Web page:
How to Make the Most Out of Traveling with Friends
Group Travel: How to Make the Most Out of Traveling with Friends
What does it mean to travel with a group, let alone a group of your closest friends? The answer is an adventure of a lifetime. Having just traveled with my three very best friends to Thailand and Cambodia for three weeks, we planned as much as we knew how to do ahead of time, but during our trip learned several tips that definitely would have made group travel a little easier.
Group Travel: How to Make the Most Out of Traveling with Friends
Discuss up front what everyone’s individual budgets are for the duration of the trip. How much is everyone willing to spend on food, travel, accommodations, alcohol, and general activities? It’s likely there will be some slight differences in who is willing to spend money on what. A prime example is when we went to Koh Phi Phi Islands and really wanted to snorkel in the crystal clear water with the fish.
There are an overwhelming amount of guided snorkel trips that range anywhere from $30 to $65. As much as I wanted to snorkel, if I had to make a choice, I would choose to do a free hike and opt for a less expensive tour option. Although relative to how much things cost in America, it was extremely affordable, but I had limited myself to roughly $1,000 for the whole trip (roughly $40 per day) and wanted to stay as close to that as possible.
What is everyone’s personal threshold for taking risks? This one may be hard to determine up front, but if you’re good enough friends you can probably get an idea. In Koh Phi Phi we walked around the beaches, found a boat driver unaffiliated with a snorkel company and asked him how much it would cost us to get on his boat for a few hours. Was it a good idea to get on a boat with a random stranger? Luckily, there were four of us. We felt like we could take him if we needed to.
The best advice I can give is to do your research, ask other tourists for advice for general safety rules, and always use your judgement!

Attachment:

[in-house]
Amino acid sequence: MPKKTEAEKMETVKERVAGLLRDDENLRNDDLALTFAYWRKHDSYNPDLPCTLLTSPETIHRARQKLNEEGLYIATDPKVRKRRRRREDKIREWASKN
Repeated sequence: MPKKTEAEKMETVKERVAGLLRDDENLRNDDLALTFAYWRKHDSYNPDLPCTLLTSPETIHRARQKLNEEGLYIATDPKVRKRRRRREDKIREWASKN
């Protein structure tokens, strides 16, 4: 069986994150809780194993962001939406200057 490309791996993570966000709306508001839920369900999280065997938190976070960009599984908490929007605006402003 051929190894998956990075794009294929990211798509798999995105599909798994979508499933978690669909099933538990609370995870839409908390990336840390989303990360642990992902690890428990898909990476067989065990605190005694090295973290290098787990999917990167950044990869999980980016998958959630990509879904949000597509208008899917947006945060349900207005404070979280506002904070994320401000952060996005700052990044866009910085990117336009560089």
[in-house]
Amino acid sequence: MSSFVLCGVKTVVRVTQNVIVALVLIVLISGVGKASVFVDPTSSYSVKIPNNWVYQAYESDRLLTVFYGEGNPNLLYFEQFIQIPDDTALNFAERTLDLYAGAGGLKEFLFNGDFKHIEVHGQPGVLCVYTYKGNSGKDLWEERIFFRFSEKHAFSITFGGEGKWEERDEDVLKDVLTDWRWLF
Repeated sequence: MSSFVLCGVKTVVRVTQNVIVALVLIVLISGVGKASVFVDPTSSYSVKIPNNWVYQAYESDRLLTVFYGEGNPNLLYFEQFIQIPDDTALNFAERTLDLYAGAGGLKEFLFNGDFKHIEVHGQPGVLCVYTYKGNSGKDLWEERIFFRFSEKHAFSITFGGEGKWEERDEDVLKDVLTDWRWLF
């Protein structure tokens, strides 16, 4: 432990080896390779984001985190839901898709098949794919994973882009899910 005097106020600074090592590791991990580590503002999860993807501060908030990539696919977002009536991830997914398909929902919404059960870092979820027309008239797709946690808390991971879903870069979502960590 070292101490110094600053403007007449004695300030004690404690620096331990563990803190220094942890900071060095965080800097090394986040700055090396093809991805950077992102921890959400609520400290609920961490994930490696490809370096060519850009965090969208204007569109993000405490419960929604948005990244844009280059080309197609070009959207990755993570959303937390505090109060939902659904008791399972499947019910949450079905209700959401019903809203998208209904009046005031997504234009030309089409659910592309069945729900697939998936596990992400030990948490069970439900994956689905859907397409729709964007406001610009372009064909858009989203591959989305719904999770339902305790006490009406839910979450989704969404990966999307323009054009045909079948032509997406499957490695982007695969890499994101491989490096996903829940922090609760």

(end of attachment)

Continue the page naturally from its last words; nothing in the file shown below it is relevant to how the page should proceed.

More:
When renting motorbikes in Pai, they wanted to keep our passports as collateral for returning the bike. I have read, been told, and felt like we should NEVER hand over our passports, even if that’s protocol. We simply asked if we could leave a cash deposit instead, left $30, and rode off with our passports still in hand.
In Phuket we learned taxis are not regulated, therefore they do not have meters, and you pre-negotiate a price and then hop in. We stood at the street flagging down cabs, when a gentlemen came up and asked us if we needed a taxi, there was a long line of cars labeled “taxi” behind him so we said sure!
Of course the one we hopped in had a cardboard sign that said taxi and as soon as we got in, the sign came down. I sat in the backseat constantly making sure the door would unlock if we needed to bail, although we didn’t need to, our driver took us exactly where we needed to go. We did opt for a tuk tuk on the way home, for the pure benefit of the fresh air, and ability to jump out quickly if need be!
Luckily, traveling with a group alleviates a lot of risks due to pure strength in numbers. The best advice I can give is to do your research, ask other tourists for advice for general safety rules, and always use your judgement!